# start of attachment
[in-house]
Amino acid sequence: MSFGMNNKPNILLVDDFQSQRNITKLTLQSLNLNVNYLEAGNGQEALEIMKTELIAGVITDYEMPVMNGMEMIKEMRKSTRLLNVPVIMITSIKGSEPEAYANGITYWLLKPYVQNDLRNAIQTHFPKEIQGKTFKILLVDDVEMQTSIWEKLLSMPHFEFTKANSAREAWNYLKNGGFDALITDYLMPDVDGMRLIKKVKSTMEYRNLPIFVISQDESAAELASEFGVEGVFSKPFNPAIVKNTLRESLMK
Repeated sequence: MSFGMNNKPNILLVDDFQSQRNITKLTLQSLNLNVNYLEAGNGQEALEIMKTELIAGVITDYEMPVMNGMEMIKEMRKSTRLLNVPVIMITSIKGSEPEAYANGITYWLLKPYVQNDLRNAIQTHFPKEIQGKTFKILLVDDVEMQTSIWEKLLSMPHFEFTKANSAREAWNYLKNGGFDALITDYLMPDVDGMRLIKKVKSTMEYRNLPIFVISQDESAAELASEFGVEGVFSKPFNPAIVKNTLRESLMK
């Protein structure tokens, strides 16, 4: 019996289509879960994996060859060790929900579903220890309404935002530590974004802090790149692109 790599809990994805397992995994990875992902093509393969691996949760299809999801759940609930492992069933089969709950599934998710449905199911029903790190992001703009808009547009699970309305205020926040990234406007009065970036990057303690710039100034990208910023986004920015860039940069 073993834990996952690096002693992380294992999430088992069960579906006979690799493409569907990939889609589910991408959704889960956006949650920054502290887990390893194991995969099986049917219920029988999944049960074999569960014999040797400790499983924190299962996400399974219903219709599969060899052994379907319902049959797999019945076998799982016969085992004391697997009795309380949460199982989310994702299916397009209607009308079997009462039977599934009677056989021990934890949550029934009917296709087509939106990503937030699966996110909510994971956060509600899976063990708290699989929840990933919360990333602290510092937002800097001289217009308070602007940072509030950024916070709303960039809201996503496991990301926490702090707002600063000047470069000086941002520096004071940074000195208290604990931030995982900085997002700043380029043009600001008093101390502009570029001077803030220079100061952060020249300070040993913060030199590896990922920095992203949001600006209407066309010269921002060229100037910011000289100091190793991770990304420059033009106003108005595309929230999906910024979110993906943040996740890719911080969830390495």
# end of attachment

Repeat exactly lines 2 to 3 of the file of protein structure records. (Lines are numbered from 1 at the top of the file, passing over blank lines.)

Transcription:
Amino acid sequence: MSFGMNNKPNILLVDDFQSQRNITKLTLQSLNLNVNYLEAGNGQEALEIMKTELIAGVITDYEMPVMNGMEMIKEMRKSTRLLNVPVIMITSIKGSEPEAYANGITYWLLKPYVQNDLRNAIQTHFPKEIQGKTFKILLVDDVEMQTSIWEKLLSMPHFEFTKANSAREAWNYLKNGGFDALITDYLMPDVDGMRLIKKVKSTMEYRNLPIFVISQDESAAELASEFGVEGVFSKPFNPAIVKNTLRESLMK
Repeated sequence: MSFGMNNKPNILLVDDFQSQRNITKLTLQSLNLNVNYLEAGNGQEALEIMKTELIAGVITDYEMPVMNGMEMIKEMRKSTRLLNVPVIMITSIKGSEPEAYANGITYWLLKPYVQNDLRNAIQTHFPKEIQGKTFKILLVDDVEMQTSIWEKLLSMPHFEFTKANSAREAWNYLKNGGFDALITDYLMPDVDGMRLIKKVKSTMEYRNLPIFVISQDESAAELASEFGVEGVFSKPFNPAIVKNTLRESLMK